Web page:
Psilocybin works by activating serotoninreceptors, most often in the prefrontal cortex. This part of the brain affects mood, cognition, and perception. Hallucinogens also work in other regions of the brain that regulate arousal and panic responses.
Psilocybin does not always cause active visual or auditory hallucinations. Instead, it distorts how some people that use the drug perceive objects and people already in their environment.
The quantity of the drug a person consumes, their past experiences, and their expectations of how the experience will take shape can all impact the effects of psilocybin.
The hallucinogenic effects of psilocybin usually occur within 30 minutes after a person ingests it and last 4–6 hours. In some individuals, changes in sensory perception and thought patterns can last for several days.
The potency of a magic mushroom depends on:
- growing conditions
- harvest period
- whether a person eats them fresh or dried
The amount of psilocybin in dried mushrooms is about 10 times higher than that found in their fresh counterparts.
A psychedelic compound derived from several cacti, including peyote and San Pedro Mescaline is considered a hallucinogen or psychedelic drug, and its effects include: an altered state of consciousness with altered thinking and changes in time and perception, which is often described as happy, positive, enjoyable, and ‘illuminating’. Feeling like you are in a dream-like state. The compound was first identified and named by the German chemist Arthur Heffter in 1897. The Doors of Perception is a first-person account of Aldous Huxley’s first mescaline experience.
A psychoactive compound was first synthesized by Merck in 1912 but never marketed. After the compound was resynthesized by Bay Area chemist Alexander “Sasha” Shulgin in the 1970s, it became a popular adjunct to psychotherapy because its “empathogenic” qualities helped patients form a strong bond of trust with their therapists. In the 1980s, the drug showed up in the rave scene, where it was sold under the name of Ecstasy (or E or later Molly); in 1986, the U.S. government put MDMA on Schedule 1, declaring it a drug of abuse with no accepted medical use. However, recent drug trials sponsored by MAPS have demonstrated MDMA’s value in treating PTSD. MDMA is not considered a “classical psychedelic” because it appears to operate on different brain pathways from LSD or psilocybin.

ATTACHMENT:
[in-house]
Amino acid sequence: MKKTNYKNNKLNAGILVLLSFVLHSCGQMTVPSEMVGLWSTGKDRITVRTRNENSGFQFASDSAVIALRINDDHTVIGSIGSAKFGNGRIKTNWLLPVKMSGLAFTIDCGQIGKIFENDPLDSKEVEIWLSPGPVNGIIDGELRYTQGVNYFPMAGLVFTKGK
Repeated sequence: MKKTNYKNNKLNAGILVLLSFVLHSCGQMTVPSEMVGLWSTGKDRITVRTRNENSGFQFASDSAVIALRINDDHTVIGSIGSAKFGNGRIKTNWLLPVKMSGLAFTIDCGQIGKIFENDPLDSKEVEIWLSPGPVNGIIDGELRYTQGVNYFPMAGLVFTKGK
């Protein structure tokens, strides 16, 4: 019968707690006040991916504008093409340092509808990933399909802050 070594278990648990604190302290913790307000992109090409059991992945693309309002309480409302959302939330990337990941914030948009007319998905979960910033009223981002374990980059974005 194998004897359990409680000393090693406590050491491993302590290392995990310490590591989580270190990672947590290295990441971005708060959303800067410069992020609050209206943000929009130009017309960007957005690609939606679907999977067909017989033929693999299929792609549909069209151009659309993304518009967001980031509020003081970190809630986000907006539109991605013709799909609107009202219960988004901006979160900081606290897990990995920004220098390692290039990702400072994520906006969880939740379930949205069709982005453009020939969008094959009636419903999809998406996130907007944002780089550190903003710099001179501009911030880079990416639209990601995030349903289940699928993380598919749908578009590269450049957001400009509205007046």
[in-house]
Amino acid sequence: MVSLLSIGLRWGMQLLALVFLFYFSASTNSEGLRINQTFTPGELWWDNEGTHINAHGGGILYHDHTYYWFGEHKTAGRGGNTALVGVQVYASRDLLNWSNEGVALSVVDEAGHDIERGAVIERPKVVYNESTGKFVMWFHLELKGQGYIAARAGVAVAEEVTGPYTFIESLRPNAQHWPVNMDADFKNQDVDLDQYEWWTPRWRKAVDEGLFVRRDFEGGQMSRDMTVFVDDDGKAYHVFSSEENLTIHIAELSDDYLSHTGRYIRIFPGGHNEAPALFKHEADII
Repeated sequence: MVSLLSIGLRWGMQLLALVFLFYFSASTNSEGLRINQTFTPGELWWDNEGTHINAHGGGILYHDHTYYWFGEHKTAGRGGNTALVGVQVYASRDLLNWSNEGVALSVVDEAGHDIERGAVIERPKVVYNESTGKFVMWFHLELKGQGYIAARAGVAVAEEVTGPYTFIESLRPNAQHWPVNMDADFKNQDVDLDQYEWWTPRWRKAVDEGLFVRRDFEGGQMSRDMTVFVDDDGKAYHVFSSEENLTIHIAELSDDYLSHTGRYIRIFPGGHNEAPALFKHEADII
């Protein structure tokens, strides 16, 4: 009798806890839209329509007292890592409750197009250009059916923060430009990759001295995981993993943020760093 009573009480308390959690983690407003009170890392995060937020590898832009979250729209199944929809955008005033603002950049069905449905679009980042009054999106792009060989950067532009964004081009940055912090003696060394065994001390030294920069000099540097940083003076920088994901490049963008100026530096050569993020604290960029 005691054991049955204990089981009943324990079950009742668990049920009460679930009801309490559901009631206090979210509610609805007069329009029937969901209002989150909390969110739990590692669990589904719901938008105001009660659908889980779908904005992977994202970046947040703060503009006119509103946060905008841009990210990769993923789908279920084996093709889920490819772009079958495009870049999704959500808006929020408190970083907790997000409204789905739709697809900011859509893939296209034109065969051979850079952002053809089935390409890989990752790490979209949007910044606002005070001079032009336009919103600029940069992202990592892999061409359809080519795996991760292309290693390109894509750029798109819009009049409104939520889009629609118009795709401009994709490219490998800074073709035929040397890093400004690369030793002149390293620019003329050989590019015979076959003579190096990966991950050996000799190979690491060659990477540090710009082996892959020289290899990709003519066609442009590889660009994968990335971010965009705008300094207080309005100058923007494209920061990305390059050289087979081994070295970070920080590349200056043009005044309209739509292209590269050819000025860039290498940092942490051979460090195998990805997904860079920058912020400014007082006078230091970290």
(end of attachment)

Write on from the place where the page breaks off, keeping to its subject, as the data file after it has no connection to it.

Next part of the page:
LSD (lysergic acid diethylamide):
Lysergic acid diethylamide (LSD), also known colloquially as acid, is a potent psychedelic drug. Effects typically include intensified thoughts, emotions, and sensory perception. At sufficiently high dosages LSD manifests primarily mental, visual, as well as auditory, hallucinations. This psychedelic compound was first synthesized in 1938 by Albert Hofmann, a Swiss chemist at Sandoz who was searching for a drug to stimulate circulation. LSD was the twenty-fifth molecule that Hofmann had derived from the alkaloids produced by ergot, a fungus that infects grain. Hofmann shelved the compound when it proved ineffective as a medicine, but five years later a premonition led him to resynthesize it. After accidentally ingesting a small quantity of LSD, he discovered its powerful psychoactive properties. In 1947, Sandoz began marketing LSD as a psychiatric drug under the name Delysid. It was withdrawn from circulation in 1966 after the drug appeared on the black market.
Ayahuasca (pronounced ‘eye-ah-WAH-ska’) is a plant-based psychedelic. Psychedelics affect all the senses, altering a person’s thinking, sense of time and emotions. They can cause a person to hallucinate—seeing or hearing things that do not exist or are distorted.
Ayahuasca is a decoction (concentrated liquid) made by prolonged heating or boiling of the Banisteriopsis caapi vine with the leaves of the Psychotria viridis shrub, although there can be a variety of other plants included in the decoction for different traditional purposes. The active chemical in ayahuasca is DMT (dimethyltryptamine).
It also contains monoamine oxidase inhibitors (MAOIs).
Ayahuasca has been used for centuries by First Nations peoples from contemporary Peru, Brazil, Colombia, and Ecuador for religious ritual and therapeutic purposes.
Ketamine is a dissociative anesthetic that has some hallucinogenic effects. It distorts perceptions of sight and sound and makes the user feel disconnected and not in control. It is an injectable, short-acting anesthetic for use in humans and animals. It is referred to as a “dissociative anesthetic” because it makes patients feel detached from their pain and environment. Ketamine can induce a state of sedation (feeling calm and relaxed), immobility, relief from pain, and amnesia (no memory of events while under the influence of the drug). It is used for its ability to produce dissociative sensations and hallucinations.